I just want to hear a bit more about what you saw in that role. Is it that a lot of these students who were academically strong just couldn't picture themselves at these colleges and universities? Or is it that people - their advisers didn't advise them, didn't think of it? What were some of the things that kept them from applying?

FRASER: Just as Dr. Hoxby mentioned, it's a constellation of reasons. Sometimes it's advising, it's lack of exposure to institutions. So for the same reasons that students don't take - a lot of the students we're talking about here - don't take honors and AP courses - their peers aren't in those courses, therefore they don't want to attend, they don't want to go into those classes because they'll be that one student there. They can't picture themselves there. And that's challenging.

MARTIN: What does your app do that - you've developed it to try to address this issue.

FRASER: Sure.

MARTIN: You're trying to address this with technology that's become very accessible...

FRASER: That's right.

MARTIN: ...Which are mobile devices...

FRASER: That's right.

MARTIN: ...Which, interestingly enough, minorities are kind of over indexed in acquiring and using. So what are...

FRASER: Yeah, absolutely.

MARTIN: ...You doing to try to address this?

FRASER: And that really was born of my work when I was in schools, which I was already - I was texting my students to say, where are you? We've got this trip to Boston College, you know, the bus is leaving. And they'd respond immediately. So I said, I have to do something on these devices here 'cause students are tethered to them. And what we know is that many college counselors and high school counselors just don't have the bandwidth to get information - high-quality information to all their students.

So you have this problem where the family doesn't know. They're not getting critical information from the school. So you have this, you know, confluence of issues that are happening and here's the student not getting information that they need and saying you could go to these competitive colleges over here.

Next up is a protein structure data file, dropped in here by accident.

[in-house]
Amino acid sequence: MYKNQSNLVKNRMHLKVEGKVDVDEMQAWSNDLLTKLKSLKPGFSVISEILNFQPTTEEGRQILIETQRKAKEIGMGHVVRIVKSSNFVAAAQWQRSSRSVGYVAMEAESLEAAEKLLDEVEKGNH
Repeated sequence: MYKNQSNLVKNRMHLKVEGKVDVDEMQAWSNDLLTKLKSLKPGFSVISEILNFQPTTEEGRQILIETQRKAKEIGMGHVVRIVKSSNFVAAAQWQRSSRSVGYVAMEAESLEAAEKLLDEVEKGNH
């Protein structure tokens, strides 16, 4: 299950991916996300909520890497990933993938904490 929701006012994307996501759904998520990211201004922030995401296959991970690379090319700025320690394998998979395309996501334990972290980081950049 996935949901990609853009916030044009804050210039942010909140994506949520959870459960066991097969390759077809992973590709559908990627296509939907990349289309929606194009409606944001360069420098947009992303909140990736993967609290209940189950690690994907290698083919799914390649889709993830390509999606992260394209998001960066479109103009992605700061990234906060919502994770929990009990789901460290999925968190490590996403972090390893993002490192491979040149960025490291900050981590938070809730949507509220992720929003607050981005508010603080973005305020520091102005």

MARTIN: Professor Hoxby, you know, I keep going back to kind of the basics of your study, but one of the reasons that I'm doing that is that it contradicts so much of the conversation that we have been having in recent years about diversity on college campuses.

I mean, the general, I think, perception that many people have is that the reason that these campuses are not more diverse - and that a number of campuses have actually experienced an erosion of minority and diverse students in recent years, right - is that these students just - they don't exist or they're not well prepared enough to compete effectively on these campuses or to sustain themselves on these campuses. And your research really contradicts that. Your findings don't seem to resonate in the conversations that we are now having around these issues. Does that make sense?

HOXBY: It does, but I think - let's take a step back. First of all, when many people think about diversity, they're thinking exclusively of racial and ethnic diversity. And they're not necessarily thinking about economic diversity, income diversity, the sort of advantages that students come from in terms of their neighborhoods and their family income and the schools that they attend. Economic diversity is a much broader set of people than just students who are black and Hispanic, Native American and other underrepresented minorities in college. In fact, the majority of poor people in the United States are white at any given time.

So we need to stop having an alignment in our minds that says everyone who's poor is black and Hispanic and everyone who's white is not, or something like that because that's just not true. When we did our study, what we did is we looked at people who were in the bottom quarter of the family income distribution. So those are the poorest quarter of people in the United States. And of course, blacks and Hispanics and Native Americans are overrepresented in that low-income group, but they do not make up the majority of people in the low-income group. Therefore, if colleges want to add economic diversity to their campuses, what they need to do is not just be recruiting students who are underrepresented minorities, although of course that helps because as I said, they are overrepresented in that pool, but they also need to be able to recruit low-income students from every high school in the United States.